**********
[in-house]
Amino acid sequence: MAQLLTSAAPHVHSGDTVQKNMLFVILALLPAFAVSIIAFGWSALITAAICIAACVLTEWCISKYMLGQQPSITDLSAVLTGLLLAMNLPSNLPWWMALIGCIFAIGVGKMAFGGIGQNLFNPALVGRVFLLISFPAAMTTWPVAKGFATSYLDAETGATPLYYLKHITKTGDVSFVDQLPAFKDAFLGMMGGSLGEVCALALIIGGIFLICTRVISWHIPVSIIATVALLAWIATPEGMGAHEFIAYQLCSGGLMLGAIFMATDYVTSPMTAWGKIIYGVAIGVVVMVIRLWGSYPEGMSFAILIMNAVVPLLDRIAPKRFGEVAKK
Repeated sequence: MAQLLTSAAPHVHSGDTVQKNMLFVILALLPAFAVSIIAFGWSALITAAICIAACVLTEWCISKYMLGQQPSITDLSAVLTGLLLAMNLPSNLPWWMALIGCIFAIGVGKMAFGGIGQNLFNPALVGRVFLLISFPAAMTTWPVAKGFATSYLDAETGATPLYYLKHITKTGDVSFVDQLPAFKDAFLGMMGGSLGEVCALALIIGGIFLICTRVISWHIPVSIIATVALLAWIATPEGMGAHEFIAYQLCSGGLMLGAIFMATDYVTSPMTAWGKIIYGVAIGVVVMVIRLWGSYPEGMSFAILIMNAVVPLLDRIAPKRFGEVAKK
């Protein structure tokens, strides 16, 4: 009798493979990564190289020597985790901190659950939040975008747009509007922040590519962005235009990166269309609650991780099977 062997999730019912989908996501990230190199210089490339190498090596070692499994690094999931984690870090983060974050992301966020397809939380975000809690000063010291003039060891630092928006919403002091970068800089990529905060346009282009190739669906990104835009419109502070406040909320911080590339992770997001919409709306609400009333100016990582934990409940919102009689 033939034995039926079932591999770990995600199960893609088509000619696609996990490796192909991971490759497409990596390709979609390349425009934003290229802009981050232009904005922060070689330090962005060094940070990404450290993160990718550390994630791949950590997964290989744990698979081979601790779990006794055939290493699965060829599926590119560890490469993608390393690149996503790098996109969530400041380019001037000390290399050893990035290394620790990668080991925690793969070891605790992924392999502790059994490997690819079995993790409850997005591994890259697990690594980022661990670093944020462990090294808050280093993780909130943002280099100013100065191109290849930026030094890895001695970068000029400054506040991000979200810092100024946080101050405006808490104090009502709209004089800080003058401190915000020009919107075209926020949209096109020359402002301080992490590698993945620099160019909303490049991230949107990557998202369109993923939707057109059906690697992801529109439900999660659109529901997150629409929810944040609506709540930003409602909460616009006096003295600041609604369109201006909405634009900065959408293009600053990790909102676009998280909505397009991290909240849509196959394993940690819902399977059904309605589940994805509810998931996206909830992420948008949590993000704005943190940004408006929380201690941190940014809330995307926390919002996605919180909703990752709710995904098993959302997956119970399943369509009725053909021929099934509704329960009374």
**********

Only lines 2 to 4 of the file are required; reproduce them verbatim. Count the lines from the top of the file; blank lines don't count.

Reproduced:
Amino acid sequence: MAQLLTSAAPHVHSGDTVQKNMLFVILALLPAFAVSIIAFGWSALITAAICIAACVLTEWCISKYMLGQQPSITDLSAVLTGLLLAMNLPSNLPWWMALIGCIFAIGVGKMAFGGIGQNLFNPALVGRVFLLISFPAAMTTWPVAKGFATSYLDAETGATPLYYLKHITKTGDVSFVDQLPAFKDAFLGMMGGSLGEVCALALIIGGIFLICTRVISWHIPVSIIATVALLAWIATPEGMGAHEFIAYQLCSGGLMLGAIFMATDYVTSPMTAWGKIIYGVAIGVVVMVIRLWGSYPEGMSFAILIMNAVVPLLDRIAPKRFGEVAKK
Repeated sequence: MAQLLTSAAPHVHSGDTVQKNMLFVILALLPAFAVSIIAFGWSALITAAICIAACVLTEWCISKYMLGQQPSITDLSAVLTGLLLAMNLPSNLPWWMALIGCIFAIGVGKMAFGGIGQNLFNPALVGRVFLLISFPAAMTTWPVAKGFATSYLDAETGATPLYYLKHITKTGDVSFVDQLPAFKDAFLGMMGGSLGEVCALALIIGGIFLICTRVISWHIPVSIIATVALLAWIATPEGMGAHEFIAYQLCSGGLMLGAIFMATDYVTSPMTAWGKIIYGVAIGVVVMVIRLWGSYPEGMSFAILIMNAVVPLLDRIAPKRFGEVAKK
């Protein structure tokens, strides 16, 4: 009798493979990564190289020597985790901190659950939040975008747009509007922040590519962005235009990166269309609650991780099977 062997999730019912989908996501990230190199210089490339190498090596070692499994690094999931984690870090983060974050992301966020397809939380975000809690000063010291003039060891630092928006919403002091970068800089990529905060346009282009190739669906990104835009419109502070406040909320911080590339992770997001919409709306609400009333100016990582934990409940919102009689 033939034995039926079932591999770990995600199960893609088509000619696609996990490796192909991971490759497409990596390709979609390349425009934003290229802009981050232009904005922060070689330090962005060094940070990404450290993160990718550390994630791949950590997964290989744990698979081979601790779990006794055939290493699965060829599926590119560890490469993608390393690149996503790098996109969530400041380019001037000390290399050893990035290394620790990668080991925690793969070891605790992924392999502790059994490997690819079995993790409850997005591994890259697990690594980022661990670093944020462990090294808050280093993780909130943002280099100013100065191109290849930026030094890895001695970068000029400054506040991000979200810092100024946080101050405006808490104090009502709209004089800080003058401190915000020009919107075209926020949209096109020359402002301080992490590698993945620099160019909303490049991230949107990557998202369109993923939707057109059906690697992801529109439900999660659109529901997150629409929810944040609506709540930003409602909460616009006096003295600041609604369109201006909405634009900065959408293009600053990790909102676009998280909505397009991290909240849509196959394993940690819902399977059904309605589940994805509810998931996206909830992420948008949590993000704005943190940004408006929380201690941190940014809330995307926390919002996605919180909703990752709710995904098993959302997956119970399943369509009725053909021929099934509704329960009374």